We ask if it is in the interest of any animal to be held at an organisation indefinitely or for an excessively long period because animals do become kennel-stressed and overcrowding does affect temperament and behaviour. Sufficient human-animal interaction simply cannot take place nor can adequate exercise be given. Kennel stress is a known syndrome. Where animals are kept in “free-runs” indefinitely, we ask at what point over-crowding (with its attendant stresses and behaviour problems) is recognised and what remedial steps are taken.
It has been known for us to visit a “no kill” organisation and for us to find inadequate conditions due to over-crowding.
Where crowding is coupled with failure to sterilise the animals, then the problem is magnified. The usual excuse is that funding is unavailable to sterilise. Where offspring are handed out unsterilised, then the whole cycle or vicious circle continues over again. But who ends up with the unsterilised offspring when they too are in the reproduction mode or have reproduced?
The SPCAs, of course.
The “no kill” syndrome sounds good and within the parameters, we have described, it works in the USA. We believe the title “Limited intake” or “Restricted admission” is more reflective of how they operate in the USA. We do not approve of conditions of entry nor do we approve of keeping animals incarcerated for long periods or indefinitely. But be that as it may, the fact remains that South Africa is not the USA.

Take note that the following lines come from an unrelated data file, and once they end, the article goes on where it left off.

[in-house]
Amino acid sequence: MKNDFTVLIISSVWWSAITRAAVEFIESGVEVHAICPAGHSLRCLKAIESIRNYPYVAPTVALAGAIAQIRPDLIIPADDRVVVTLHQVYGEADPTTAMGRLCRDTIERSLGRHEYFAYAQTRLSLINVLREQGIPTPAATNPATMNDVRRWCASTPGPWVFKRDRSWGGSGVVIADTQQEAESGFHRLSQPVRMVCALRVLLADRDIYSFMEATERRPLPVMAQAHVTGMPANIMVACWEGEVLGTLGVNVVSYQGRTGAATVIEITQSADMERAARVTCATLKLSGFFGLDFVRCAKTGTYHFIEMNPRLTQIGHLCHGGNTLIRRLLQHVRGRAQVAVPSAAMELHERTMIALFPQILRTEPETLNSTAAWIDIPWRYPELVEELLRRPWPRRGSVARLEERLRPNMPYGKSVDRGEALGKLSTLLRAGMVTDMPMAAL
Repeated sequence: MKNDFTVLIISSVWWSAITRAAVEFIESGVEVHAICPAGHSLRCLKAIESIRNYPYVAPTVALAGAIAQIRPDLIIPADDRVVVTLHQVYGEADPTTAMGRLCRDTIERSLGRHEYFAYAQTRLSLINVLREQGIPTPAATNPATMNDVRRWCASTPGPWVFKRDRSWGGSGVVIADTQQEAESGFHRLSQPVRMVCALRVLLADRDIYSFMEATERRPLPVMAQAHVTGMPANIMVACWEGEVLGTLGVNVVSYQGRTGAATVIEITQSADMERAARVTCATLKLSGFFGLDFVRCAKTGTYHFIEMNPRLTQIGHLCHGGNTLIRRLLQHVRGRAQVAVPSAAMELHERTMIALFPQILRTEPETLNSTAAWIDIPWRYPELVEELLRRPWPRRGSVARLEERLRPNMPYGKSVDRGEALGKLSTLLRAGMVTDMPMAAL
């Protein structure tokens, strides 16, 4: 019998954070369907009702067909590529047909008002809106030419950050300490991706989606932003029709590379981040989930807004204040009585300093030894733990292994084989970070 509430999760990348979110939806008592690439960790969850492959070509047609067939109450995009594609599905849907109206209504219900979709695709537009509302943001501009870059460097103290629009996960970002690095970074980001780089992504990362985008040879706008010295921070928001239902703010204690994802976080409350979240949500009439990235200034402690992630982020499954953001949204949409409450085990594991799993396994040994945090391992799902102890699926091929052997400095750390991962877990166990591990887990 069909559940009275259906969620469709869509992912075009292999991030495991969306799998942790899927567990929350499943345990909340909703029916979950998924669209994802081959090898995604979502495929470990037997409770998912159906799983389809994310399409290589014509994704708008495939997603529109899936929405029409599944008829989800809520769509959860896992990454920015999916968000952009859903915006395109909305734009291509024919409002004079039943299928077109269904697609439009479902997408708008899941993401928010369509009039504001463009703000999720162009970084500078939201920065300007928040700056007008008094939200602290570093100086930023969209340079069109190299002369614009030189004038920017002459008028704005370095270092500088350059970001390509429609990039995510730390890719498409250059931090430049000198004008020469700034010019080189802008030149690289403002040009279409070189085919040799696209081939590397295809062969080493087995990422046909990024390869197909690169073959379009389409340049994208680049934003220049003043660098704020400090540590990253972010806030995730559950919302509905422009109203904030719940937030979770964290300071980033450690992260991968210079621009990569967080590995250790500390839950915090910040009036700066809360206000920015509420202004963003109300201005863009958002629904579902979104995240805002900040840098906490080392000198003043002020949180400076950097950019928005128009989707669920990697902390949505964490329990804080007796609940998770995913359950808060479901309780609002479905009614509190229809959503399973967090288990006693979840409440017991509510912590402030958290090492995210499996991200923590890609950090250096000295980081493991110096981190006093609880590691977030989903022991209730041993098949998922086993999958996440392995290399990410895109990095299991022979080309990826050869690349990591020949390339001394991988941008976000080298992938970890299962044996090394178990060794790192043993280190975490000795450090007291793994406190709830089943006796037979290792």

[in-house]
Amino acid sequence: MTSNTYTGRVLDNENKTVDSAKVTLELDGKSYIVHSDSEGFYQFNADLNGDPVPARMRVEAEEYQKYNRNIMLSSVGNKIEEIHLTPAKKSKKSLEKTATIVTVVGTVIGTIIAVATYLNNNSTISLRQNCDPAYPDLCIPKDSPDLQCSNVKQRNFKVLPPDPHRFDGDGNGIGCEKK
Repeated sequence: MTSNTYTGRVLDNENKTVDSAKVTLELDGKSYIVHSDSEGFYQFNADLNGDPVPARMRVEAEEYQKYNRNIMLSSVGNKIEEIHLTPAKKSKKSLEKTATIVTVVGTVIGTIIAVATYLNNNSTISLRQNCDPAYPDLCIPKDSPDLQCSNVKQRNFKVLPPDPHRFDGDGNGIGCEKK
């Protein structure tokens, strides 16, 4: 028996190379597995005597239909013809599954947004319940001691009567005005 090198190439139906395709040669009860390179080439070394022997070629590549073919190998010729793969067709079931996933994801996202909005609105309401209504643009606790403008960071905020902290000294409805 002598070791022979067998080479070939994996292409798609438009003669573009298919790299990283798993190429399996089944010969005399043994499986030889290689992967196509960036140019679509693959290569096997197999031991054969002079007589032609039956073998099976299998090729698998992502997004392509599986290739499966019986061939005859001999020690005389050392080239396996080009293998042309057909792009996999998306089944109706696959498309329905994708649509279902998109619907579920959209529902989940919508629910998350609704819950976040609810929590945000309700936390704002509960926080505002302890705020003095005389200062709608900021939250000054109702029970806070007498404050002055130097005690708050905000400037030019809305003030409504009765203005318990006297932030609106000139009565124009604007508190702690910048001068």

The NSPCA’s Outreach Unit works in areas where there are no SPCAs, no veterinarians and no State Veterinarians. Needless to say, such areas have indigent populations. Sterilisation and education projects are carried out in these areas but we are reaching only the tip of the iceberg.
Often, people in these situations request euthanasia for their animals and for many reasons, not only because of sickness or injury but because they recognise that vast numbers of animals simply cannot find homes. Without euthanasia, the people are left with no alternative but to use other methods to “kill” the unwanted or “excess population” animals – methods that are inhumane and inherently cruel.
It is noteworthy that the “no kill” organisations tend to work and operate close to or in centres of population with infrastructure and services. Tending to animals country-wide and giving attention to areas where welfare is most needed involves accepting that a holistic approach has to be made. It is of no use “saving” and hoarding unwanted or stray animals in an urban area to the detriment of stray, unwanted or sick animals in an indigent or rural area.
Perhaps in closing, we might draw attention to an underlying issue – sterilisation. In the past, the NSPCA has not only called upon the government for a moratorium on breeding (backyard breeders, puppy farms and so forth) but every animal adopted from SPCAs is sterilised and we have nationwide sterilisation projects. All sterilisations of animals are with the consent or at the wish of the owner.
We trust that we have been able to give an overview of the issue and we trust we have motivated why long-established animal welfare organisations like the SPCA have not moved in the direction of “no kill”.